ISSF New Delhi Shooting World Cup 2019: Elavenil Valarivan hopes to retain last year's form, undaunted by Olympic quota talk
2018 was a breakout year for Valarivan and though she didn't exactly set the stage on fire like her peers, she did enough to make people sit up and take note.
2018 was a breakout year for Valarivan and though she didn't exactly set the stage on fire like her peers, she did enough to make people sit up and take note
Ela won a bronze at the World University Games in March and she backed it up with a Junior World Cup gold with a Games record qualifying score.
Valarivan's journey from looking up to such as Apurvi Chandela and Anjum Moudgil to shooting alongside them has been swift and fulfilling.
Elavenil Valarivan calls herself a loner. Understandable, considering shooting demands its practitioners to be just that. But when one hears a 19-year-old say she has never had friends, it stays. The 10-metre air rifle shooter enjoys her space and solitude and is not overtly perturbed by lack of people around her. This, she says, helps her get into the zone, precisely what she'll need when she competes at the World Cup this Saturday.
Valarivan's countenance and demeanour though belie her 'loner' status. A bubbly teen who enjoys talking, she giggled with the press on the tournament eve, dropping nuggets such as this: "I am always sleepy in the range, I don't know why. I just tell myself, this will be over in an hour and then I can sleep."
"I like being alone. I never had many friends, as shooting took most of my time. But yes, I enjoy spending time with myself, and I think it helps my shooting," Valarivan tells Firstpost.
2018 was a breakout year for Valarivan — like most of the upcoming teenaged shooters in the country — and though she didn't exactly set the stage on fire like Manu Bhaker or Saurabh Chaudhary, she did enough to make people sit up and take note.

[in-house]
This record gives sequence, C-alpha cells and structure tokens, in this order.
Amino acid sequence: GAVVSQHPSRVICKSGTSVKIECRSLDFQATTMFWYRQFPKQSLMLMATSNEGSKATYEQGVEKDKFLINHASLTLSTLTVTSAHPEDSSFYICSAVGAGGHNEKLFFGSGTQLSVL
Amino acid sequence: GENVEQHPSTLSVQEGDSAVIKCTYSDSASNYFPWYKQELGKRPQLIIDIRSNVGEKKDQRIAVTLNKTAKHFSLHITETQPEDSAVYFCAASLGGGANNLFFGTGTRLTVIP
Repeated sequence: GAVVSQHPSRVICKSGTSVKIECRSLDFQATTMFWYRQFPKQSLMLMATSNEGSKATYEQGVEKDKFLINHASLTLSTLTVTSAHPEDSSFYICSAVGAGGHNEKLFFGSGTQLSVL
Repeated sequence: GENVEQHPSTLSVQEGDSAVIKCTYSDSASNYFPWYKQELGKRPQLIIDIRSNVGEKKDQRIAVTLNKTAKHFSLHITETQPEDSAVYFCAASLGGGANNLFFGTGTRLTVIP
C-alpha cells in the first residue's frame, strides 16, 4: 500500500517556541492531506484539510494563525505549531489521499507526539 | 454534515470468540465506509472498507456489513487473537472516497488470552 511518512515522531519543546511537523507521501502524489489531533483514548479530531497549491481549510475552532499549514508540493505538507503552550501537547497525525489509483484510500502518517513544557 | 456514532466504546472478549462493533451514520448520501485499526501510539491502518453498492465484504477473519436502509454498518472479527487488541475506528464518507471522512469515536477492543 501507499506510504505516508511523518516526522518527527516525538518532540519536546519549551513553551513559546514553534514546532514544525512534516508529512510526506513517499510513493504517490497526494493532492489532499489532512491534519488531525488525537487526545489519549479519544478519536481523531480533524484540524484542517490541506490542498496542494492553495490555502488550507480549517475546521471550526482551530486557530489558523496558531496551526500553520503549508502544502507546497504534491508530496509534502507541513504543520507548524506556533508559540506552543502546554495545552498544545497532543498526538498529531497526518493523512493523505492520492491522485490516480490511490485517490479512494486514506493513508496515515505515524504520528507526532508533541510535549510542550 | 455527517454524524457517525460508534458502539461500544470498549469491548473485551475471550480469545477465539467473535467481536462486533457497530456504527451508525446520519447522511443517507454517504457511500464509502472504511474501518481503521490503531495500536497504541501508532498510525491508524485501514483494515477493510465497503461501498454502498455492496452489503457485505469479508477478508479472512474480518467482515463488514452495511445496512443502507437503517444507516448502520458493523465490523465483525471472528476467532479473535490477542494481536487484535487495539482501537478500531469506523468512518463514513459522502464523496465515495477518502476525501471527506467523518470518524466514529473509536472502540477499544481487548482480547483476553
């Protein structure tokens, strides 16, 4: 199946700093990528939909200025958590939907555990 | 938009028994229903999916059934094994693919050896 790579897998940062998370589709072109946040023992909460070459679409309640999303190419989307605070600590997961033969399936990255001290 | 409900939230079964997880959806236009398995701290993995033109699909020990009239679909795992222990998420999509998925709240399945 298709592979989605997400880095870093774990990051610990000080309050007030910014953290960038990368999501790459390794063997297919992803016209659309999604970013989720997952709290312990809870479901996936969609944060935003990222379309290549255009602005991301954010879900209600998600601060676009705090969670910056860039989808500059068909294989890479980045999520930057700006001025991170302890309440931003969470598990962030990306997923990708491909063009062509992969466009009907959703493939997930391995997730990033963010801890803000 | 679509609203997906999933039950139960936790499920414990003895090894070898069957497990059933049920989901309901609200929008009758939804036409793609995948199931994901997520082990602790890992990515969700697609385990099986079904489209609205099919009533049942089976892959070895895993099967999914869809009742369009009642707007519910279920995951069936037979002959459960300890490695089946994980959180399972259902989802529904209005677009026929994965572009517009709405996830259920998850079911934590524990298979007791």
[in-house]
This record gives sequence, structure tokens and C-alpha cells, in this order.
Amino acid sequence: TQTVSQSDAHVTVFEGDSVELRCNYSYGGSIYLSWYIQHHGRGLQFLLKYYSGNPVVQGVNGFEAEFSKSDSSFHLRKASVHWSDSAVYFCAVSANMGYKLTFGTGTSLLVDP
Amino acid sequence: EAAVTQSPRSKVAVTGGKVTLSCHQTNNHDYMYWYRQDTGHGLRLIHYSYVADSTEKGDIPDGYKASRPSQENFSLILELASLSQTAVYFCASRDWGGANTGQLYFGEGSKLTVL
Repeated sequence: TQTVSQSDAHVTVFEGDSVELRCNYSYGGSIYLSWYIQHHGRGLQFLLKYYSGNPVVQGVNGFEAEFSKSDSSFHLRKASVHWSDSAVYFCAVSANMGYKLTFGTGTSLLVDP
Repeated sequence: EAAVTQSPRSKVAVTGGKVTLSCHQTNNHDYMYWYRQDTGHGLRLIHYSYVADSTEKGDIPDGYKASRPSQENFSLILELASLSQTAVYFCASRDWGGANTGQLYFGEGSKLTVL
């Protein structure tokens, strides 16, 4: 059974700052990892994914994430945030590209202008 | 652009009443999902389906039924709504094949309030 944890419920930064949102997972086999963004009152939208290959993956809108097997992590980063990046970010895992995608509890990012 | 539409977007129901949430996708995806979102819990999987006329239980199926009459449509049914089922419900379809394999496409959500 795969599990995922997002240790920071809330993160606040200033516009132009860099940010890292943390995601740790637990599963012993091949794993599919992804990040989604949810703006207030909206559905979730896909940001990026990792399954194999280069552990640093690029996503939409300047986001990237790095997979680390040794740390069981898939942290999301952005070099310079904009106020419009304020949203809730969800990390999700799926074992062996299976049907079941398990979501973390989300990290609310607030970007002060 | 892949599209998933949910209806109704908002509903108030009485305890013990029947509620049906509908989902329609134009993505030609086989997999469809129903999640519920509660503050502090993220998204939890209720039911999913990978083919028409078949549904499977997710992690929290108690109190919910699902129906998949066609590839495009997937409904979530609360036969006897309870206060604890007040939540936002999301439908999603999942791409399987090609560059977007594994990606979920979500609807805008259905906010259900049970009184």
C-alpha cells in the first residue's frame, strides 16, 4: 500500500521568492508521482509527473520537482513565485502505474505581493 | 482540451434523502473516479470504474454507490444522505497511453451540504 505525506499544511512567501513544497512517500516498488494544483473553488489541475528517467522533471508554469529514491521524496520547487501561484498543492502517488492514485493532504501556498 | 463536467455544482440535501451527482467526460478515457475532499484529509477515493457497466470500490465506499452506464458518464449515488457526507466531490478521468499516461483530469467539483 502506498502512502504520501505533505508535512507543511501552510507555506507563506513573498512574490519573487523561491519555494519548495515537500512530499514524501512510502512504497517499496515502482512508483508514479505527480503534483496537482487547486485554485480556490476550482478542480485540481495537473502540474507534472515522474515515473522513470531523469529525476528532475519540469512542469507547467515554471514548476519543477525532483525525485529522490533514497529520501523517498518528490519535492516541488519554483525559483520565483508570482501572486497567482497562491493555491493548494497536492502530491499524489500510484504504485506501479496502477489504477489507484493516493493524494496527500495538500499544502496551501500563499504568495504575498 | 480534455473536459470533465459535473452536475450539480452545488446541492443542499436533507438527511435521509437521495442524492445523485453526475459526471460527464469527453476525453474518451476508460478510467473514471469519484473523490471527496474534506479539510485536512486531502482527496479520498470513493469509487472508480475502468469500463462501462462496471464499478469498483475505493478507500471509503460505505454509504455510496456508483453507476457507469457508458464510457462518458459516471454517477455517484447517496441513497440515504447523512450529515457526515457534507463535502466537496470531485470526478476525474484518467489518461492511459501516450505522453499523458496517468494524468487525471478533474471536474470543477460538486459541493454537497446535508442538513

Following her surprise gold at the 2017 Nationals, she won a bronze at the World University Games in March. She backed it up with a Junior World Cup gold in Sydney, where she shot 631.4 in qualifying, a games record. She later bettered that score at the Dr Karni Singh Shooting Range in the capital, the venue for the World Cup.
Next, she shot a silver medal in the junior category at the World Championships in Changwon to cap the eventful year.
"Last year was a really special one for me. I shot well and got some very good results. My only aim at this World Cup is to retain the zone I was in, and give my best. There's no score or medal that I am after, I just want to do the best I can," she says.
"I think the fact that the event is happening in Delhi will be an advantage for us as we spend a lot of time in the year at this range. The home support will surely lift us. I am not feeling any pressure as of now; instead, tough situations bring the best out of me."
Valarivan would know. As a 15-year-old when she began to pursue shooting seriously, she would board a bus from her Ahmedabad home at 5.30 am to travel 30 kilometres to shoot. By the time she would finish school and hit home after a string of tutions, it would be 10.30-11 pm.
By the time she reached Class 11, she shunned school completely as shooting took complete control of her life. The bus rides were replaced with long, lonely car rides until driving became a drive itself. It's not impossible to imagine that dreams of excellence were first unravelled on those stretches.
She found a mentor in Olympic bronze medallist Gagan Narang, who taught her the virtues of patience.
"He may come across a very serious man, but we have our fun moments too. My biggest takeaway from his mentorship is patience," she says of the Rajiv Gandhi Khel Ratna awardee.
At the Delhi World Cup, Valarivan will enter the range with experienced teammates such as Apurvi Chandela and Anjum Moudgil, both of who have secured Olympic quotas. The youngster's journey from looking up to these shooters to shooting alongside them has been swift and fulfilling.
"I have always looked up to them (Anjum and Apurvi). When I started shooting in 2014, they were already established shooters. I just wanted to train with them and it took me a while to reach a level where I can shoot with them. Now that I am here, shooting with them gives me a sense of fulfilment. However, once you enter the range, it doesn't matter if you are a kid or an adult. You just stand there and shoot," Valarivan, who will be competing in only her second seniors' event, said.
The World Cup will be played with the 60-shot rule for women and the youngster feels she has adjusted to the latest tweak.
"I don't think this will going to affect me because I practise 100 shots anyway. Also, I think the 60-shot rule gives you more time to shoot well. 40 shots too give you enough time to shoot your best, but the additional 20 shots does help and they can change the scoreboard completely," she said.
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